But human hearts don’t change with coercion. Even God doesn’t (can’t?) coerce heart-changes. The way God healed the coram deo problem in Christ is what King sought to enact with the brotherly hand and word, coupled with the refusal to strike back, and the acceptance of suffering when it came. Christians claim that this was Christ’s own “non-violent direct action” culminating on Good Friday. If Easter Sunday signals God’s vindication both of Christ and of his method, as King proclaimed when he preached about Easter, he trusted that Easter would also work in Selma, Montgomery and Washington DC in the USA. Granted, that is an eschatological hope and confidence. Like all things Christian, King’s dream too awaits confirmation on the last day.


JENKINS’ THESIS #4. Southern churches will fulfill neither the Liberation Dream nor the Conservative Dream of the North, but will seek their own solutions to their particular problems.

LUTHER: Gospel as solution to problems? Yes and No.


We’ve already seen MLKing’s approach to “solving the problem of segregation” in American society. I’ve proposed that he appropriated Luther’s theologia crucis with its ambidextrous deity in doing so. His fundamental axiom of non-violent direct action makes distinctions. Distinctions about problems. The Gospel, God’s work of the right hand, solves one particular problem, the coram deo problem at the divine-human interface. God’s left hand attends to coram hominibus problems at the human-human interface. Important is to keep the specs straight about each hand’s operation, lest both be damaged–the Gospel of redemption becoming legalized, and the law of preservation becoming emasculated.

Here are four examples of “southern” theologians of the cross–two Africans, two Asians–seeking solutions to local “particular problems.” They all merit full-scale treatment, well beyond the limits of this essay. For two of them I give more extensive coverage; for the other two less so.

GABRIEL SETILOANE, a Methodist from Botswana, addressing the coram deo problem. [ 2004]

The concluding stanzas from his remarkable theological poem “I am an African” [full text may be found in Anderson, Stransky. MISSION TRENDS #3. “Third World Theologies.” 1976. pp 128-131.]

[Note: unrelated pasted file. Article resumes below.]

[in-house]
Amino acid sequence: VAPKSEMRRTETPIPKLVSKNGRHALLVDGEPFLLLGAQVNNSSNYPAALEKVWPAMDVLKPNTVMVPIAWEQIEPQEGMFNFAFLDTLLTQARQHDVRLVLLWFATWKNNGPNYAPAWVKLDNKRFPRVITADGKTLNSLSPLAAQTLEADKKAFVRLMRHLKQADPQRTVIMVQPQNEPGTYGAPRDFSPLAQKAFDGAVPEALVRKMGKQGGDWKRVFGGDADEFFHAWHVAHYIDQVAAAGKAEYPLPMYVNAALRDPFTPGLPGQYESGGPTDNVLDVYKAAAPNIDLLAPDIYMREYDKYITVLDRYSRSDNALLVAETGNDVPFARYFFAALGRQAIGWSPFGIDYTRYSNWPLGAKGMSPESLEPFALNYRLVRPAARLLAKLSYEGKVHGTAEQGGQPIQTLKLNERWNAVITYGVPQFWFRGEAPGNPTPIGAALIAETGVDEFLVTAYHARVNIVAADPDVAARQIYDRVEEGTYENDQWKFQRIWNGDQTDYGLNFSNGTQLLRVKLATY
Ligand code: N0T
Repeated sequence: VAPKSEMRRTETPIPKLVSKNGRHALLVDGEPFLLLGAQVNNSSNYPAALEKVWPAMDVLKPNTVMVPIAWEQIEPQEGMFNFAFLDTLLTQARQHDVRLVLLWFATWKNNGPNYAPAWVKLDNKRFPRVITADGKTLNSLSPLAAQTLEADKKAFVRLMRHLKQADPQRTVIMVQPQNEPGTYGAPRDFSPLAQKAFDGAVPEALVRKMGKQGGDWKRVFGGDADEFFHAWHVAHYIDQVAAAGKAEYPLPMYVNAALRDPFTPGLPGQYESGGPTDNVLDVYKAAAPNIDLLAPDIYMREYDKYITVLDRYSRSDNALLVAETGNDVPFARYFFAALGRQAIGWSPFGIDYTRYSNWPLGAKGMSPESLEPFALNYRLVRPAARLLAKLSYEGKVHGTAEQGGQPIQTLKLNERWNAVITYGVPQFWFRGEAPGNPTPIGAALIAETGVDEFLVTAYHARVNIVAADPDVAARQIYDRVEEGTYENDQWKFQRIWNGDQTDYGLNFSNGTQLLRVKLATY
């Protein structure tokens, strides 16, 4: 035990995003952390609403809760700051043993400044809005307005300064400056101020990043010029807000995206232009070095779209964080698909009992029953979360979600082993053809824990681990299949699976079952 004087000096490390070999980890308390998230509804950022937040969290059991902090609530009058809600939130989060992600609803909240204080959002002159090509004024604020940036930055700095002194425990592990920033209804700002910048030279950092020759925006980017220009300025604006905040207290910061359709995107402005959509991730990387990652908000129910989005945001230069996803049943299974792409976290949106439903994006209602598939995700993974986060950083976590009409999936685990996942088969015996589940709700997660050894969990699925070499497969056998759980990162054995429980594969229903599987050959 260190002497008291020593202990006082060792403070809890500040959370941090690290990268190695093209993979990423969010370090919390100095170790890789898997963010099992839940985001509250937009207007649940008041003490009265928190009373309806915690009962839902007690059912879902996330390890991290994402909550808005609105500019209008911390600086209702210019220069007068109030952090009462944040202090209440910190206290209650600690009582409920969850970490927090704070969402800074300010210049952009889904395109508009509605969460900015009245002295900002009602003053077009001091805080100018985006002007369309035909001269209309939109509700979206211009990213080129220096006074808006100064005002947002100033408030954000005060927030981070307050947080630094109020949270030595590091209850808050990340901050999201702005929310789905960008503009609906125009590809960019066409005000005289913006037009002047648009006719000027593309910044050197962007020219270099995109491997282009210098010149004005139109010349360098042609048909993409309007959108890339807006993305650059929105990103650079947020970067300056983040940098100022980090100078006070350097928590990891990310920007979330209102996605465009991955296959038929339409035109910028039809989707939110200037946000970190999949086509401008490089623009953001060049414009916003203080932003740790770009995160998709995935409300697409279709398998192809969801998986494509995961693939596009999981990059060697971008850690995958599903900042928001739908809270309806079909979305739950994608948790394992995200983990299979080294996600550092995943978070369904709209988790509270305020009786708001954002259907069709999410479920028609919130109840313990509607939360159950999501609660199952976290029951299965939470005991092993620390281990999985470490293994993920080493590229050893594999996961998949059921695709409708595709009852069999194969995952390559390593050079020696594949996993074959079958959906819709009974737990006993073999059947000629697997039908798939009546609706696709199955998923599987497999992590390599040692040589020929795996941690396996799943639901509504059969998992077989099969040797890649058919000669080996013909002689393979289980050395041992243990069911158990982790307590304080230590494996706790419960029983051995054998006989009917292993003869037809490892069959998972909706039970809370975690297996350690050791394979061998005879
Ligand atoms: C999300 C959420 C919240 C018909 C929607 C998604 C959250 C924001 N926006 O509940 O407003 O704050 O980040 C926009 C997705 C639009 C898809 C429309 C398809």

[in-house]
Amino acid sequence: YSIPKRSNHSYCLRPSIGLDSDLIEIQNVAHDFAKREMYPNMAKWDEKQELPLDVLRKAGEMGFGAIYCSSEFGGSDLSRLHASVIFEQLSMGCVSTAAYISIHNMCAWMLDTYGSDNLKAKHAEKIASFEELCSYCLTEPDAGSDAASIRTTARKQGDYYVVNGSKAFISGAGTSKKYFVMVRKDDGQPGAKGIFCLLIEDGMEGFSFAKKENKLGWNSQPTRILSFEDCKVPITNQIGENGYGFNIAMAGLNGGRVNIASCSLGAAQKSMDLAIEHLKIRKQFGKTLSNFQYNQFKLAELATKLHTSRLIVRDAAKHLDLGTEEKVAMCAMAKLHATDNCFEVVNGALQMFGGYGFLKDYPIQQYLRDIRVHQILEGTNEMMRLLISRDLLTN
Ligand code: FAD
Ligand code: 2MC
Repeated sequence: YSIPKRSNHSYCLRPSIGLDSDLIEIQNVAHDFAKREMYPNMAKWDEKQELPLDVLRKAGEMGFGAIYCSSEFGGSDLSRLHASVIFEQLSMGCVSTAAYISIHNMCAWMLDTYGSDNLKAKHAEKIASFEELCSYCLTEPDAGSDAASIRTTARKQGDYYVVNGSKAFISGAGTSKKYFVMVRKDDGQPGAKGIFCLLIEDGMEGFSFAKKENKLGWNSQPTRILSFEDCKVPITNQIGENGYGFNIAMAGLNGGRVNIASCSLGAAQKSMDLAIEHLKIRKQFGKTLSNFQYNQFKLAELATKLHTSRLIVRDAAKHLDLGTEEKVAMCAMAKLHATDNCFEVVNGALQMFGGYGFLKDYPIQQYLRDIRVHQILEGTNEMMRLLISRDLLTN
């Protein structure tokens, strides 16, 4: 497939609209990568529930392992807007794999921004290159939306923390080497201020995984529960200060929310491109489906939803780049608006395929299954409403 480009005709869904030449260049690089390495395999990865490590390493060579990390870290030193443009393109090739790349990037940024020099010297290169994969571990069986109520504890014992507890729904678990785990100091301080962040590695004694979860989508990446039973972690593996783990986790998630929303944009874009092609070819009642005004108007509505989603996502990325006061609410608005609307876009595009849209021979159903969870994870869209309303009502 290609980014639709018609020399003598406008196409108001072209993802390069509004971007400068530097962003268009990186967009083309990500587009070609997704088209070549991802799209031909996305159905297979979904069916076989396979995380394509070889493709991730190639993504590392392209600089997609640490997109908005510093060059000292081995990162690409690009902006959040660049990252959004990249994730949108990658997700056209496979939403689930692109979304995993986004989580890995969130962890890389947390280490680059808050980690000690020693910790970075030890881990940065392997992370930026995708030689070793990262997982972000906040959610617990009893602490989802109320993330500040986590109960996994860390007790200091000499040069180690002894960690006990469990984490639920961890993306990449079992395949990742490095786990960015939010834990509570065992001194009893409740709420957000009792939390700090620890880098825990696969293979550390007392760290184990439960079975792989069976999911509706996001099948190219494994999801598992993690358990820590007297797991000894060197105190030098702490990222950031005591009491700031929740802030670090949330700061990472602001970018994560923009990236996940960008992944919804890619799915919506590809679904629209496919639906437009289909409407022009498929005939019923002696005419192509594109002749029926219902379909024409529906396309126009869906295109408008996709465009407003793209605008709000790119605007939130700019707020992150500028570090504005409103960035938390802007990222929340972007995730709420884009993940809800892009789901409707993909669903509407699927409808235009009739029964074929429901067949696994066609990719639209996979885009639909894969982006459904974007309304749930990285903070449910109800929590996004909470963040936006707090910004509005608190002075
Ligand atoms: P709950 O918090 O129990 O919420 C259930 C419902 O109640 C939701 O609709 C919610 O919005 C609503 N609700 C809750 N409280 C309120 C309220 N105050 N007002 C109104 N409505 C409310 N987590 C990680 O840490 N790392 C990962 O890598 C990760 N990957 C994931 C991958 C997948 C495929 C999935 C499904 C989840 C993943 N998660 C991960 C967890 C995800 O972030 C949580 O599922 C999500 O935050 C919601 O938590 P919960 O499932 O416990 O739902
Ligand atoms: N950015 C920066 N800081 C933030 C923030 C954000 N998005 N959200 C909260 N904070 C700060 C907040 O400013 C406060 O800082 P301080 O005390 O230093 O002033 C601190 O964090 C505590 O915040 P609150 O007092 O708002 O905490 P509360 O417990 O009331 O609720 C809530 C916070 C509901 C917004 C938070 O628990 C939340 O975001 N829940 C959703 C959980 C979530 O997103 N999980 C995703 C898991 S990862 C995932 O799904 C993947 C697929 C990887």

“For ages He eluded us, this Jesus of Bethlehem, Son of Man;
Going first to Asia and to Europe, and the western sphere . . . .
“Later on, He came, this Son of man;
Like a child delayed He came to us.
The White Man brought Him.
He was pale, and not the Sunburnt Son of the Desert.
As a child He came.

“A wee little babe wrapped in swaddling clothes.
Ah, if only He had been like little Moses, lying
Sun-scorched on the banks of the River of God
We would have recognized Him.
He eludes us still, this Jesus, Son of Man.

“. . . . And yet for us it is when He is on the cross,
This Jesus of Nazareth, with holed hands
and open side, like a beast at a sacrifice;
When He is stripped naked like us,
Browned and sweating water and blood in the heat of the sun,
Yet silent,
That we cannot resist Him.

“How like us He is, this Jesus of Nazareth,
Beaten, tortured, imprisoned, spat upon, truncheoned,
Denied by His own, and chased like a thief in the night,
Despised , and rejected like a dog that has fleas,

“No reason, but that He was Son of his Father,
OR . . . Was there a reason?
There was indeed . . .
As in that sheep or goat we offer in sacrifice,
Quiet and uncomplaining.
Its blood falling to the ground to cleanse it, as us:
And making peace between us and our fathers long passed away.
He is that LAMB!
His blood cleanses,
not only us,
not only the clan,
not only the tribe,
But all, all MANKIND:
Black and White and Brown and Red,
All Mankind!

“HO! . . . Jesus, Lord, Son of Man and Son of God,
Make peace with your blood and sweat and suffering,
For the sins of Mankind, our fathers and us,
That standing in the same Sonship with all mankind and you,
Together with you, we can pray to Him above:

The “northern” Jesus brought by the missionaries was a theology-of-glory Jesus–“he eludes us still.” Au contraire the Christ of cross-theology: “And yet when he is on the cross . . . How like us he is, this Jesus of Nazareth. . . . We can pray to him.”

[For fuller discussion –and the full text of the poem–see Edward H. Schroeder, “Lessons for Westerners from Setiloane’s Christology,” CURRENTS IN THEOLOGY AND MISSION. Vol. 13,2 (1986) pp. 71-80.]

ENDO SHUSAKU, Roman Catholic novelist, Christian apologist from Japan, addressing the coram deo problem. [ 1996]